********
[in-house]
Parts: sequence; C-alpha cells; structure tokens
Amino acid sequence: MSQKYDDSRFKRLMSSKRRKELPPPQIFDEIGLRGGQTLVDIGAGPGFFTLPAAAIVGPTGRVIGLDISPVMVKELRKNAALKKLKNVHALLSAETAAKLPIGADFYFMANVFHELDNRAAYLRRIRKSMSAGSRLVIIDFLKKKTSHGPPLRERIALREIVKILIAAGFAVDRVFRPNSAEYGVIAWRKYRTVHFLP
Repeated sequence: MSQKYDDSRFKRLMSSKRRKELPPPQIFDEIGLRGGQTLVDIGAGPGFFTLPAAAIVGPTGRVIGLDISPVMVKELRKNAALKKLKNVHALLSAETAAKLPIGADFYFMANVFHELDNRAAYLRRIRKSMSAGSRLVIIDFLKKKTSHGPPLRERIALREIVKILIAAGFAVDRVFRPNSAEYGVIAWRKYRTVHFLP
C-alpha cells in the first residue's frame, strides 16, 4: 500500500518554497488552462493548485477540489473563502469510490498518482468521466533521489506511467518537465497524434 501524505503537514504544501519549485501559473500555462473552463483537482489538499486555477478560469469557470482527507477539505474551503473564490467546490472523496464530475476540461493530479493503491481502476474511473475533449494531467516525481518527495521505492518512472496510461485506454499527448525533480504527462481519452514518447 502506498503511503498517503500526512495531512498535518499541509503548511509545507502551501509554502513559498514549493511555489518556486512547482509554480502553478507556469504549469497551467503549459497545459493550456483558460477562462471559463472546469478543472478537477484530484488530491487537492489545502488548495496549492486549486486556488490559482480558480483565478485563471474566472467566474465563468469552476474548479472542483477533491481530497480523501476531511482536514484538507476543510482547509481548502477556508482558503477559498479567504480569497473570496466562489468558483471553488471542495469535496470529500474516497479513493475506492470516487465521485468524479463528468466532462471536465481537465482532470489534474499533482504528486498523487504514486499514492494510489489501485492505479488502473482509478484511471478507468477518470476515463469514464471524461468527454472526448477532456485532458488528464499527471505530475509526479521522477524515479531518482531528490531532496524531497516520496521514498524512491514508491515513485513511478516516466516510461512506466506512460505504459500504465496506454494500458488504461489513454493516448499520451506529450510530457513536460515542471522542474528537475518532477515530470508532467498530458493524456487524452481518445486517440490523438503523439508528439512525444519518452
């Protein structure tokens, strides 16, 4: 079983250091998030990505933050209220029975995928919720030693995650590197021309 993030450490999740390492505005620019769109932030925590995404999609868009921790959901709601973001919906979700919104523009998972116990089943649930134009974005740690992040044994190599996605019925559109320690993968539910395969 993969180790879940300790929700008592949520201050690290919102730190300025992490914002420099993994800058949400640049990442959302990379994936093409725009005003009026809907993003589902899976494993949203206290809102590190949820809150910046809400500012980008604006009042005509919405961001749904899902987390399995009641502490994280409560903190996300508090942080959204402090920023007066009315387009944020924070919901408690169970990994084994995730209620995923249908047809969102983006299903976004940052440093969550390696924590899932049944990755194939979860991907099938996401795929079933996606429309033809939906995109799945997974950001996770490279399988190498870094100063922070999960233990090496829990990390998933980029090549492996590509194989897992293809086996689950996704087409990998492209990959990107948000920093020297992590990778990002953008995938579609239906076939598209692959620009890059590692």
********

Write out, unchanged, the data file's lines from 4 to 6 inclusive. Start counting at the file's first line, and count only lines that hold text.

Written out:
Repeated sequence: MSQKYDDSRFKRLMSSKRRKELPPPQIFDEIGLRGGQTLVDIGAGPGFFTLPAAAIVGPTGRVIGLDISPVMVKELRKNAALKKLKNVHALLSAETAAKLPIGADFYFMANVFHELDNRAAYLRRIRKSMSAGSRLVIIDFLKKKTSHGPPLRERIALREIVKILIAAGFAVDRVFRPNSAEYGVIAWRKYRTVHFLP
C-alpha cells in the first residue's frame, strides 16, 4: 500500500518554497488552462493548485477540489473563502469510490498518482468521466533521489506511467518537465497524434 501524505503537514504544501519549485501559473500555462473552463483537482489538499486555477478560469469557470482527507477539505474551503473564490467546490472523496464530475476540461493530479493503491481502476474511473475533449494531467516525481518527495521505492518512472496510461485506454499527448525533480504527462481519452514518447 502506498503511503498517503500526512495531512498535518499541509503548511509545507502551501509554502513559498514549493511555489518556486512547482509554480502553478507556469504549469497551467503549459497545459493550456483558460477562462471559463472546469478543472478537477484530484488530491487537492489545502488548495496549492486549486486556488490559482480558480483565478485563471474566472467566474465563468469552476474548479472542483477533491481530497480523501476531511482536514484538507476543510482547509481548502477556508482558503477559498479567504480569497473570496466562489468558483471553488471542495469535496470529500474516497479513493475506492470516487465521485468524479463528468466532462471536465481537465482532470489534474499533482504528486498523487504514486499514492494510489489501485492505479488502473482509478484511471478507468477518470476515463469514464471524461468527454472526448477532456485532458488528464499527471505530475509526479521522477524515479531518482531528490531532496524531497516520496521514498524512491514508491515513485513511478516516466516510461512506466506512460505504459500504465496506454494500458488504461489513454493516448499520451506529450510530457513536460515542471522542474528537475518532477515530470508532467498530458493524456487524452481518445486517440490523438503523439508528439512525444519518452
């Protein structure tokens, strides 16, 4: 079983250091998030990505933050209220029975995928919720030693995650590197021309 993030450490999740390492505005620019769109932030925590995404999609868009921790959901709601973001919906979700919104523009998972116990089943649930134009974005740690992040044994190599996605019925559109320690993968539910395969 993969180790879940300790929700008592949520201050690290919102730190300025992490914002420099993994800058949400640049990442959302990379994936093409725009005003009026809907993003589902899976494993949203206290809102590190949820809150910046809400500012980008604006009042005509919405961001749904899902987390399995009641502490994280409560903190996300508090942080959204402090920023007066009315387009944020924070919901408690169970990994084994995730209620995923249908047809969102983006299903976004940052440093969550390696924590899932049944990755194939979860991907099938996401795929079933996606429309033809939906995109799945997974950001996770490279399988190498870094100063922070999960233990090496829990990390998933980029090549492996590509194989897992293809086996689950996704087409990998492209990959990107948000920093020297992590990778990002953008995938579609239906076939598209692959620009890059590692």